The teacher’s day does not begin
at nine o’clock, neither does it close at four. His time is not
his own. Should he not spend sufficient time on his work to be always
in advance of his classes he can expect nothing but failure, for
there can be no school without the previous conception of some idea
to be realized.
The true teacher exerts every possible
influence upon the minds and hearts of those under his charge that
will tend to develop in them the stern principles of manhood and
womanhood, without which life, in its truest sense, is an utter
failure. He must ever bear in mind that example is more than precept,
and that it speaks much louder.
The teacher must be aggressive.
His knowledge, influence, and power, always on the side of right,
morality and Christianity if he be a true teacher, are ever needed
in the community, which never becomes so noble and pure, but that
it can be made nobler and purer.
The highest state of morality is
dependent, in large measure, upon intelligence. Every study in the
school curriculum contributes its mite [sic] to the development
of moral character. From the lowest to the highest there is a constant
influx of moral sentiment, yet some studies furnish more than others.
The stories of “Damon and Pythias,” “Snowbound,” “Excelsior,” and
a host of others, exert an influence upon the children that will
last for time and for eternity. They bring the soul into direct
contact with the spiritual universe, and draw it farther and farther
from things that are earthly, nearer and nearer to things that are
It is the spirit of inquiry into
the cause and action of phenomena that moves the world. Deaden the
voice of honest research and the retrogression of humanity is inevitable.
The gaining of thought power—power to see and express—is the primary
idea of a true education.
The commission of the heinous crime,
which removed President McKinley from the land of the living, has
a peculiar significance to all laborers in the cause of education.
It impresses upon us, very forcefully, the necessity of training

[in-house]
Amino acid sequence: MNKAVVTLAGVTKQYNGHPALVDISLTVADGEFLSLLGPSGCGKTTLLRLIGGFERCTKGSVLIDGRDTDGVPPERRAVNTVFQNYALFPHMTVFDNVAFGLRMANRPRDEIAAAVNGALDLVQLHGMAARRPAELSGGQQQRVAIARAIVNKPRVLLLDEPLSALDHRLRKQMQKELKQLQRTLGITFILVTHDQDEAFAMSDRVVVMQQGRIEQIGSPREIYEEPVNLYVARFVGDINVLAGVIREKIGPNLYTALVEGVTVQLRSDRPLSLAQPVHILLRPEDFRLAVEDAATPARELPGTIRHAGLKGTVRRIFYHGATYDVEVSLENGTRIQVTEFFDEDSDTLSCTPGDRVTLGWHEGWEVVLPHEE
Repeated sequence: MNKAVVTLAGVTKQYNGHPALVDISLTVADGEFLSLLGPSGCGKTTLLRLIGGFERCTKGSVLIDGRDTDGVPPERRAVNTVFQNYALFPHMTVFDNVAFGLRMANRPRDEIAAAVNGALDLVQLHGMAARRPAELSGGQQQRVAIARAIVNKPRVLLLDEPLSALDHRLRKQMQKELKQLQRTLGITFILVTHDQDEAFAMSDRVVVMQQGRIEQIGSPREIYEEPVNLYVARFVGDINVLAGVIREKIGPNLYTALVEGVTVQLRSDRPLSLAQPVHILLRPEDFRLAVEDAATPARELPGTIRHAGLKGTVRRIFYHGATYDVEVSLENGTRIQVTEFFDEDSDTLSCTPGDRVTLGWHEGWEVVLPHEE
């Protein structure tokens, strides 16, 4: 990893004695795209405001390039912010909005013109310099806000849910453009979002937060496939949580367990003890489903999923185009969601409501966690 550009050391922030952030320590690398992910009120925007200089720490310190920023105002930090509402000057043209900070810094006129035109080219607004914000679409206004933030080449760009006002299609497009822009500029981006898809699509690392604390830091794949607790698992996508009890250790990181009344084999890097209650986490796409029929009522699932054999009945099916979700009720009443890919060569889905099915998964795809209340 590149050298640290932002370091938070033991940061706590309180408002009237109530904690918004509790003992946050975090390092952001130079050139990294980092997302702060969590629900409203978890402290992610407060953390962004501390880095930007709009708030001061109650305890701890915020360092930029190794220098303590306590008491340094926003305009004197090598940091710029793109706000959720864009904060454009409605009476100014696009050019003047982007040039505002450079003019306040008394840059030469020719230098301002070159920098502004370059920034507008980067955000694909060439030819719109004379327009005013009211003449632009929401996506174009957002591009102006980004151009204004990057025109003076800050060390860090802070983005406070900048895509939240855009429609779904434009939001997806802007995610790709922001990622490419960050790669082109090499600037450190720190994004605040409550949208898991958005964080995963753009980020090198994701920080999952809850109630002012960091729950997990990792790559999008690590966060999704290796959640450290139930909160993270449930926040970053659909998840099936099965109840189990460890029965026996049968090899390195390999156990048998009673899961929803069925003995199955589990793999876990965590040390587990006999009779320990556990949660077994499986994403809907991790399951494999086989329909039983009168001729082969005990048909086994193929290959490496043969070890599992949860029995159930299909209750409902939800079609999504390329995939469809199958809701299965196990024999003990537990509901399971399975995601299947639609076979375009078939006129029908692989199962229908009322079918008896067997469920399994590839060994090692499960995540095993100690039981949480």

for intelligent, patriotic, Christian citizenship. Are the public
schools doing all within their power to produce loyal, patriotic
citizens? This is a question of supreme importance. 
Love for our government, which makes it possible for us to enjoy
the blessings and privileges of to-day, should be taught the child
upon the mother’s knee. It should be cultivated persistently through
the whole school course. It should pervade all fields of life. Youth
should early be enthused with the highest possible conception of
If there is that implanted within
our borders, which would, by force or otherwise, undermine and destroy
the government of these states, it is the duty of the American people
to rise up in the dignity of their manhood and womanhood and, asserting
the rights of Eternal Providence, banish it from our shores forever.
Patriotism means—not necessarily
the stirring bugle’s blast, the screaming of the fife and the beating
of the drum; the tramp, tramp, tramp of armies; the glitter of brass,
the clashing of steel on steel, the rasping of iron on iron; the
thundering of cannon and the flash of artillery—no, not these alone;
patriotism means unflinching loyalty to the stern principles of
manhood; it means unwavering devotion to the advancement of high
ideals; it means unfaltering integrity in the discharge of all of
life’s duties; it means a life consecrated to the establishment
of right principles and doctrines in government; it means a life
pledged to eradicate the evils of society, to keep the government
and its offices free from corrupt men and corrupt practices.